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Development Update #81

Exchange Overview:

This is a prototype for a next-generation exchange infrastructure.

This is very rough. Your username/login is a public key. Your identifier is a hash of your public key. You sign your messages to the exchange with your public key. This will be stored in a json file locally on the client.

//send this with every request
type MsgAuth struct {
   Address   cipher.Address
   Hash      cipher.SHA256 //hash of the JSON message
   Signature cipher.Sig    //set to zero
   Type      uint16
   Seq       uint64 //nonce, unix time, nanoseconds?
   Msg       []byte

On the client, each function will be exposed as a JSON/HTTP request

   The server gets events from the client and processes them
   - get balance/status
   - get deposit addresses
   - withdrawl bitcoin
   - withdrawl skycoin
   - add bid
   - add ask
   - get order book
//get status
type PingStatus struct {
   Auth MsgAuth //must be included with every message


type PongStatus struct {
   Err string //error?

   Balance map[string]uint64

   DepositAddresses []string

   //list of orders unexecuted?
   //bid orders?
   //ask orders?

func (self *server) HandleStatus(in PingStatus, out *PongStatus) {
   addr := in.Auth.Address //user ID

   account := self.AccountStates.GetAccount(addr)
   if account != nil {
      out.Err = "account does not exist"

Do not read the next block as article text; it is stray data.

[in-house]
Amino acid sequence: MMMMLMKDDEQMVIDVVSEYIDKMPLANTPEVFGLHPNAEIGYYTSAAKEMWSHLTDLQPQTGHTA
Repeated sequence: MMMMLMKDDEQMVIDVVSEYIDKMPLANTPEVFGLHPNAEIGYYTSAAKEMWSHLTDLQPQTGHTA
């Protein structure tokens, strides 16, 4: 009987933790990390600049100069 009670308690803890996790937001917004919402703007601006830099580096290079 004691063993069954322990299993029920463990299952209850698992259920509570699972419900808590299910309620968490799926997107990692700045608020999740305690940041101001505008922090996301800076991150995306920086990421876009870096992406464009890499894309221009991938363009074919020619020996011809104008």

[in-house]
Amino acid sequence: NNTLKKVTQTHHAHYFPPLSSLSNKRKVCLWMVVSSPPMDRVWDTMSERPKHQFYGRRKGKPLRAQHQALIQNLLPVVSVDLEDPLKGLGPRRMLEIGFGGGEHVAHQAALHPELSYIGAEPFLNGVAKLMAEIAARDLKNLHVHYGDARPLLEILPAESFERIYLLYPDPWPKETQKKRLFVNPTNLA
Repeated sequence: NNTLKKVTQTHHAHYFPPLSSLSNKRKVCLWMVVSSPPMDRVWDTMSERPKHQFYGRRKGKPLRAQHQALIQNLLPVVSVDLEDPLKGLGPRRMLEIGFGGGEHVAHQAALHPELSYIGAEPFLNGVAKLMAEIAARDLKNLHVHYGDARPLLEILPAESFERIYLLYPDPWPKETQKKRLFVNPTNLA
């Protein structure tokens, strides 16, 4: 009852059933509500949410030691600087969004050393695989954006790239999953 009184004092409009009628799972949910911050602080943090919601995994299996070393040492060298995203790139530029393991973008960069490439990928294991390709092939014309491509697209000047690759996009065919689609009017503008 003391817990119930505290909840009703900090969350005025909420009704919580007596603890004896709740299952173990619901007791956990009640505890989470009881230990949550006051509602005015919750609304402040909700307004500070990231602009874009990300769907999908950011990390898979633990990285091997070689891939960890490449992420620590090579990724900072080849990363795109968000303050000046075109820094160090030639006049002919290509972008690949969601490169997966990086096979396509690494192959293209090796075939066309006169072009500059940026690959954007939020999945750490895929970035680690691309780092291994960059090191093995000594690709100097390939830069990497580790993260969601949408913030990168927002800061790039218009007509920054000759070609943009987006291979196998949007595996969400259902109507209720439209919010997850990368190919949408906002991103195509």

out.Balance = account.Balance
   //out.SKY_balance = account.SKY_balance
//withdrawl coin

type PingWithdrawl struct {
   Auth     MsgAuth //must be included with every message
   CoinType string  //string for coin type
   Address  string  //address

type PongWithdrawl struct {
   Err string //error?


There will be a couple of functions like this. The exchange is designed for machines, not humans. It is designed to be integrated into the Skycoin wallet.

The libraries can create Bitcoin, Skycoin, Litecoin, Dogecoin addresses and transactions. You can withdrawal coins from the exchange and back to local wallet with one button.

The exchange is not meant to hold persistent balances. It is only for transacting between the coins.

The data feed that comes from the exchange, gets stored locally. Then you generate the exchange front end from your local data store. This means the response time is instant. It is not querying a remote server for data. The user also can choose their frontend and modify the software for the gui or run algos for trading on top of the exchange API.

The exchange is not distributed, but is federated. This means there can be multiple exchange instances, run by different people that can be accessed, with the same standard API.

You may
  • create an account on the exchange
  • deposit coins into the account
  • then transfer them to another account on the exchange.
  • Then the person may withdrawal the coins to their wallet

This enables very fast off blockchain transactions.

Bitcoin may take 10 minutes to move. Skycoin takes 10 seconds to move. - if you have Skycoin and need to send someone 1 Bitcoin - you send the exchange Skycoin - the exchange sells the Skycoin for Bitcoin - the exchange sends the Bitcoin to the address

So the exchange never needs to hold coins for more than a few minutes. Its not designed like MtGox, where the exchange is going to hold a million Bitcoin until they get hacked and stolen.

The exchange will have a common API for querying and balances and transactions for multiple coins (Skycoin, Bitcoin, Litecoin, Dogecoin).

There is a Chinese company that will build a mobile wallet on top of our libraries, that can store and send multiple coins in the same wallet.


Massive progress on the mathematical basis of the meshnet.

I found the perfect mathematical representation and method for the meshnet/darknet. The whole meshnet may only be 4,000 lines of code at most. However, it uses an expensive secp256k1 cryptographic operation that takes 250,000 CPU cycles and adds 1 to 4 ms of latency per packet.